Food trucks invade South Street Seaport

Long lines were the norm at the PARKED food truck festival at the South Street Seaport last Saturday. Downtown Express photos by Helaina N. Hovitz

BY HELAINA N. HOVITZ | Four years ago, NYC’s very first food truck festival began stealing New Yorkers’ hearts through their stomachs in Brooklyn and on Governor’s Island. Last Saturday, the PARKED festival finally made it downtown to the South Street Seaport.

An estimated 3,000 hungry foodies flocked to the Seaport for German soul food, Vietnamese barbecue, falafels, lobster rolls and five different ice cream creations. Some trucks, like Rickshaw Dumpling and Red Hook Lobster Pound, already have notoriety in New York; others, like the Gorilla Cheese Truck made their big city debut, and almost all 43 trucks sold out by the end of the day.

Creativity was not in short supply.

Dingo Fojol of Fojol Brothers, a “traveling culinary carnival,” came all the way from Washington, D.C. to serve Ethiopian food with flair. Kick-started on the day of President Obama’s inauguration, they now have 71 licensed trucks. It was their first time in New York City.

“We were humbled by the warm welcome we received from the mouths of New Yorkers, who made the 200 mile journey worthwhile,” said Fojol. “We’re culturally interested in the phenomenon of lines; they force people to slow down, interact, and get off of their Blackberries.”

Jen Lyon and Katie Longmyer, founders of MeanRedProductions, the event’s sponsor, strive to “bring unexpected moments to unconventional locations.” On Saturday, it was Anais Mitchell, Naomi Shelton and the Gospel Queens, and the Two Man Gentleman Band. The food trucks, Lyon said, were part of the theme of talent and represented “the epitome of creativity.”

Kelvin Natural Slush Co. custom makes all-natural slushies with a series of mixers and bases. Founder Alex Rine grew up loving slushies and slurpies, but not the kind with the sweet syrup that turns your tongue blue. Currently based in the Flatiron District, they offer flavors like white peach tea and strawberry ginger at $4 a pop; the company sold 600 beverages before 4 p.m.

Especially appealing was Imagination Playground next door on Burling Slip between Front and South Streets.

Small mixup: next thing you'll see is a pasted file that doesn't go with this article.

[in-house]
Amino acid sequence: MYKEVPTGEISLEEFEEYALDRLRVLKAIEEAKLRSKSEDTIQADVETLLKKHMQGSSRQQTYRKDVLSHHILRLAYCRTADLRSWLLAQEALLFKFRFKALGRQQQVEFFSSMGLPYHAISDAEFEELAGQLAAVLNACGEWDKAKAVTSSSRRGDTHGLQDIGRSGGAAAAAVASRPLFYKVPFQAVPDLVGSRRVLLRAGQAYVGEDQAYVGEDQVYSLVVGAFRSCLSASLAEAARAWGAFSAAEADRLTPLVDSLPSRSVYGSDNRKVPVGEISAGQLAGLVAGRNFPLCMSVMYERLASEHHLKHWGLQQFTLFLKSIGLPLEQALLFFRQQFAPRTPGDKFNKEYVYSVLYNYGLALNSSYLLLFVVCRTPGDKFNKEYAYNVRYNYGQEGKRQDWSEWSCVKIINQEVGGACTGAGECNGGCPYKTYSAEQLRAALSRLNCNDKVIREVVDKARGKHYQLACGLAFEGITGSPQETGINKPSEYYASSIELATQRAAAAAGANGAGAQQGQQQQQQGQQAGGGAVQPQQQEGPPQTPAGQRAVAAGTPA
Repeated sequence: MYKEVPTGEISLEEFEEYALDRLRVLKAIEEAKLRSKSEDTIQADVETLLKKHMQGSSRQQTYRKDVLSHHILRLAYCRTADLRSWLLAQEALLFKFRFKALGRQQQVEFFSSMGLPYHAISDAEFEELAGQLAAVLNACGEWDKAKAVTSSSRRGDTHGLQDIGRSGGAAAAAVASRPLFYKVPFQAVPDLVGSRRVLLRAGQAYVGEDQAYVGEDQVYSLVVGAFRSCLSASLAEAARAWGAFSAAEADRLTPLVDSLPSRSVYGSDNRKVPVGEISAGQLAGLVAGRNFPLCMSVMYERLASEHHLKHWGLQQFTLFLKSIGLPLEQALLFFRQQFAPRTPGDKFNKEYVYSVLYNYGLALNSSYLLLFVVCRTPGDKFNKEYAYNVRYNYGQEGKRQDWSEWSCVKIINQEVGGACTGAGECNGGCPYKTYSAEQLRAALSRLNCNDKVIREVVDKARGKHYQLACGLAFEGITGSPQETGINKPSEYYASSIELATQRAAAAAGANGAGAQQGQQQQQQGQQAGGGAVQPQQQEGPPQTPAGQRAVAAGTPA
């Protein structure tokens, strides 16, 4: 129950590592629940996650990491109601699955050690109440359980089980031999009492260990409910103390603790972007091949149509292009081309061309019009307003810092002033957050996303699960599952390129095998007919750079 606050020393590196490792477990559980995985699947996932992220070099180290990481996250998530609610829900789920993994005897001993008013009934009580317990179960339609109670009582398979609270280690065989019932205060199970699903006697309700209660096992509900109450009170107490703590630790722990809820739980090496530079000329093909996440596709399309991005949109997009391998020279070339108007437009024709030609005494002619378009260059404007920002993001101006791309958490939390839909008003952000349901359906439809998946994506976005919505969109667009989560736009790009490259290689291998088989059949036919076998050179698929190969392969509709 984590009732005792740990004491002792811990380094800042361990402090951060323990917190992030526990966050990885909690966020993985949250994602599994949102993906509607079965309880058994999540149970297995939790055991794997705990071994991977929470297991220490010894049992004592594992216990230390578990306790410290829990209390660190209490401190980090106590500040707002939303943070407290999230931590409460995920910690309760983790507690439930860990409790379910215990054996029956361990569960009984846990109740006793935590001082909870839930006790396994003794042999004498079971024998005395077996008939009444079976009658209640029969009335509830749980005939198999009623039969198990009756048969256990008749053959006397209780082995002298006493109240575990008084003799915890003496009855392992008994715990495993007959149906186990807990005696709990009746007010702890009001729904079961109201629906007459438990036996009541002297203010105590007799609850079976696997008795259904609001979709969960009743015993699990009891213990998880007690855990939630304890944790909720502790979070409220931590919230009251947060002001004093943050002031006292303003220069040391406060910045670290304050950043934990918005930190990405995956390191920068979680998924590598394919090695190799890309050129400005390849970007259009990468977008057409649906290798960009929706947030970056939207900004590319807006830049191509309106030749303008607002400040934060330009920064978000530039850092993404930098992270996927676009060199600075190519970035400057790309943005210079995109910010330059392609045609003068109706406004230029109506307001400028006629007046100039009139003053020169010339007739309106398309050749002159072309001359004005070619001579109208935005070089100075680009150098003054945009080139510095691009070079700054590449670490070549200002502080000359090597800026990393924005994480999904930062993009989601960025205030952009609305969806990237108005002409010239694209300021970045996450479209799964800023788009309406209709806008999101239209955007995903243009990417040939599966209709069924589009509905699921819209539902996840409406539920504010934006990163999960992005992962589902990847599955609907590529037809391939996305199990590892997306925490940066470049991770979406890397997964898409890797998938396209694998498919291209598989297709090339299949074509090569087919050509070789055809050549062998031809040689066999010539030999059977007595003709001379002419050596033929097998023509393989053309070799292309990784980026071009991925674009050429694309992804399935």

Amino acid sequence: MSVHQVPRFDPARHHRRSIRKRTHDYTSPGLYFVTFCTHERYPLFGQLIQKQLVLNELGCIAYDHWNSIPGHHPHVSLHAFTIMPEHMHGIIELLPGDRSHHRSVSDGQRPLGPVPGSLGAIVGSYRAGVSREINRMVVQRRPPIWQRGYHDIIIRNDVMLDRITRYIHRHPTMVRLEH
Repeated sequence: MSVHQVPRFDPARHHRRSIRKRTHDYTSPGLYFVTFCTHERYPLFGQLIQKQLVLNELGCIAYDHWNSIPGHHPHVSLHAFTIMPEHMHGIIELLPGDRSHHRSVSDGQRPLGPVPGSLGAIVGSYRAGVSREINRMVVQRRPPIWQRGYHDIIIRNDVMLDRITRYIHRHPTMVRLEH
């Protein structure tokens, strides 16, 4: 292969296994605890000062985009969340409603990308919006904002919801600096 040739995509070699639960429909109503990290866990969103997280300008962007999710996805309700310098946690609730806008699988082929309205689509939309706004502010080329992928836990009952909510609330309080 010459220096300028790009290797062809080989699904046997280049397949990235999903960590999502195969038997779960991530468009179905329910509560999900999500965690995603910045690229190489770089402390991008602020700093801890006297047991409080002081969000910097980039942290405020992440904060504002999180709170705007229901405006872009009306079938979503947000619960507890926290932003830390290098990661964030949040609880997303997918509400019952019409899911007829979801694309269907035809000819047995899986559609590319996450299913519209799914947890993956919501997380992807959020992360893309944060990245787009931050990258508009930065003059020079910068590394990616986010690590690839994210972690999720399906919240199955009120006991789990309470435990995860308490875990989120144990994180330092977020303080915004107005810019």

“There’s a community feel down here. This is a great way to celebrate small businesses and hospitality,” said Lyon. “You get to talk to the person who takes your order and cooks your food.”

“It was the best PARKED yet,” added Longmyer. “The Seaport footprint allowed people to take their drinks throughout the space, an aspect very unique to the seaport.”

The Green Pirate Juice Truck, a PARKED veteran, learned from last year’s mistakes and came armed with twice as much cargo, and a new system of taking orders.

“New Yorkers have a ton of pride in their city’s cultural heritage and diversity,” said a Green Pirate Juice employee. “I think customers really loved the opportunity to sample a wide variety of specialty food items all at one time.”

Upper West Siders Gabriel Spatz and his wife follow the Kimichi Taco Truck on Twitter — and where it goes, they go. Gabriel enjoyed a pork taco from the truck while wife Jessica opted for a grass fed burger from Frites ‘n’ Meats. They waited 20 minutes on each line. “We waited forever, but it was worth it,” said Spatz. “You can’t get this anywhere else.”

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One Response to Food trucks invade South Street Seaport

  1. Pingback: NYC: Food Trucks Invade South Street Seaport | Mobile Food News

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